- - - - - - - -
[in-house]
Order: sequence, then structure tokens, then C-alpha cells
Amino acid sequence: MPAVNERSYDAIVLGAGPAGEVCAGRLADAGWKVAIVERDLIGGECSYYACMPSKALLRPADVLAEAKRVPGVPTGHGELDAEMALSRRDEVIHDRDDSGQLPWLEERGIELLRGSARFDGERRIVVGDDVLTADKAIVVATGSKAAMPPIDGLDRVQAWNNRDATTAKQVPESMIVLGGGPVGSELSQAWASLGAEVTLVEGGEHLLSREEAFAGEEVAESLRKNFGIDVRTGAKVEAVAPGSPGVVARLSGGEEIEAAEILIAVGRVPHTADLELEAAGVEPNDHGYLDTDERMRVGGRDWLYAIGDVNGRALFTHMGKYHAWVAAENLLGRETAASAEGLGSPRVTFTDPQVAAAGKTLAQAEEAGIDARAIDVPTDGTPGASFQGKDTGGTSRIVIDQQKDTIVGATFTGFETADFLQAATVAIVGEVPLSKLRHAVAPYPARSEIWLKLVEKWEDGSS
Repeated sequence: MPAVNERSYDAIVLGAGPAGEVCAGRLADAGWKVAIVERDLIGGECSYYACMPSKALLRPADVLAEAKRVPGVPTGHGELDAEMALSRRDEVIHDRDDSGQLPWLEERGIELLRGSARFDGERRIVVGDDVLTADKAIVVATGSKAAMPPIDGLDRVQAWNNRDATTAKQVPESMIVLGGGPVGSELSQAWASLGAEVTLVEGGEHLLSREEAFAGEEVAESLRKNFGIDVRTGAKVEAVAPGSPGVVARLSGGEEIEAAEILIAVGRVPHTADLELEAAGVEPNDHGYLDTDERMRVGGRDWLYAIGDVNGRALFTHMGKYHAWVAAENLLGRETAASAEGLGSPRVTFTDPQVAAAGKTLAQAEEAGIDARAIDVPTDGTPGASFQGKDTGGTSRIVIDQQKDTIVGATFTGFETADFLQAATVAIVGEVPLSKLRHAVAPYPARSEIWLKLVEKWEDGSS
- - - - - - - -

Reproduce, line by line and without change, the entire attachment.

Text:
[in-house]
Order: sequence, then structure tokens, then C-alpha cells
Amino acid sequence: MPAVNERSYDAIVLGAGPAGEVCAGRLADAGWKVAIVERDLIGGECSYYACMPSKALLRPADVLAEAKRVPGVPTGHGELDAEMALSRRDEVIHDRDDSGQLPWLEERGIELLRGSARFDGERRIVVGDDVLTADKAIVVATGSKAAMPPIDGLDRVQAWNNRDATTAKQVPESMIVLGGGPVGSELSQAWASLGAEVTLVEGGEHLLSREEAFAGEEVAESLRKNFGIDVRTGAKVEAVAPGSPGVVARLSGGEEIEAAEILIAVGRVPHTADLELEAAGVEPNDHGYLDTDERMRVGGRDWLYAIGDVNGRALFTHMGKYHAWVAAENLLGRETAASAEGLGSPRVTFTDPQVAAAGKTLAQAEEAGIDARAIDVPTDGTPGASFQGKDTGGTSRIVIDQQKDTIVGATFTGFETADFLQAATVAIVGEVPLSKLRHAVAPYPARSEIWLKLVEKWEDGSS
Repeated sequence: MPAVNERSYDAIVLGAGPAGEVCAGRLADAGWKVAIVERDLIGGECSYYACMPSKALLRPADVLAEAKRVPGVPTGHGELDAEMALSRRDEVIHDRDDSGQLPWLEERGIELLRGSARFDGERRIVVGDDVLTADKAIVVATGSKAAMPPIDGLDRVQAWNNRDATTAKQVPESMIVLGGGPVGSELSQAWASLGAEVTLVEGGEHLLSREEAFAGEEVAESLRKNFGIDVRTGAKVEAVAPGSPGVVARLSGGEEIEAAEILIAVGRVPHTADLELEAAGVEPNDHGYLDTDERMRVGGRDWLYAIGDVNGRALFTHMGKYHAWVAAENLLGRETAASAEGLGSPRVTFTDPQVAAAGKTLAQAEEAGIDARAIDVPTDGTPGASFQGKDTGGTSRIVIDQQKDTIVGATFTGFETADFLQAATVAIVGEVPLSKLRHAVAPYPARSEIWLKLVEKWEDGSS